While this was an extremely lucrative industry for many, the road was never intended to handle such high loads of traffic and was, by the time the law changed ending the one-month extension era, in a dreadful and dangerous condition. As a result, road-widening construction and repair work has been on-going for some time and this means there are long sections of road where you are stuck behind lines of cars and trucks all corralled into one rough, dirty and slow-moving lane. It’s no fun and adds hours on to an already long day.
Heading South-East on route 4 (a section where much of the road work has been completed) leads you directly to route 44, a lightly used trunk road from Phang-Nga to Surat Thani. Given that Hua Hin is around 780 kms from Phuket taking this route, this stretch of road helps make light work of some 220 kms. It also takes you directly to route 41 and on to Chumphon. Route 41 isn’t the best in terms of condition – it, too, is heavily used – but it is better than the 4 to Ranong. You will end up on the 4 again around Chumphon and on to Hua Hin, but this stretch of road is generally okay.
Hua Hin is one of, if not the, oldest resorts in the country very much with its own style, made famous when King Prajadhipok visited in the 1920s. Since then, the place has become known as a royal summer resort. Despite its royal connections however, the town has been as hard hit as many others due to the current situation, yet the weather is generally better, there are still a few restaurants that remain open, and the food is fantastic.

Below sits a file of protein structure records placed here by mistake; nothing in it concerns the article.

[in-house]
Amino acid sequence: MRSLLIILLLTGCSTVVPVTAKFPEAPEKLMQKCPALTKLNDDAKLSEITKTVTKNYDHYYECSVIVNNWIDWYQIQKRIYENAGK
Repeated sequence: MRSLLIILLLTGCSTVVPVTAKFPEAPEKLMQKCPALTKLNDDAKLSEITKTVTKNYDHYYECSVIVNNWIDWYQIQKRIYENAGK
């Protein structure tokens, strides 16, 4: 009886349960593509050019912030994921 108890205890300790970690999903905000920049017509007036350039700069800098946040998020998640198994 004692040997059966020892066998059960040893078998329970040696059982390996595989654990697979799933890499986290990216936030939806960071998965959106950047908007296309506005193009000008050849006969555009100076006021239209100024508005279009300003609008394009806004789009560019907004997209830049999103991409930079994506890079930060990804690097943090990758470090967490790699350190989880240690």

Khun Lerk has lived and built his pier-designed ‘Seaside Restaurant’ just off Naresdamri road over thirty years, starting with only one table. The style of his place is very traditional Thai (see pics), the ambience peaceful with only the sound of the ocean waves moving under the stilts holding the place up.
His laidback easy manner and good English skills also makes for great conversation. From here you can watch the fishermen bringing in their catch of the day under the watchful gaze of the Jao Mae Tub Tim temple. Not only is his food delicious but also his coffee. A great place for that morning caffeine intake.
If, like me, you sometimes hanker for some good old real English breakfast and maybe a bangers and mash or a steak and kidney pie dinner, there really is nowhere better than Oraya’s Restaurant. Located just off Hai Yak (where five streets all converge) only a minute’s walk from the Hilton hotel, Alan, his wife, Khun Sri and their daughter Khun Ao have created a real family home atmosphere to welcome you with. Oh, and Khun Sri’s Thai food is amazing as well.
What can I say, long-distance riding makes me hungry. It will no doubt be time to plan another ride soon. I’d forgotten just how much I love it.
Hua Hin railway station
The original station building was built in 1910, and rebuilt in 1926, by Prince Purachatra Jayakara (former commander of the Royal State Railways of Siam) to the current Victorian building today. Phra Mongkut Klao Pavilion is one of the main attractions at the station.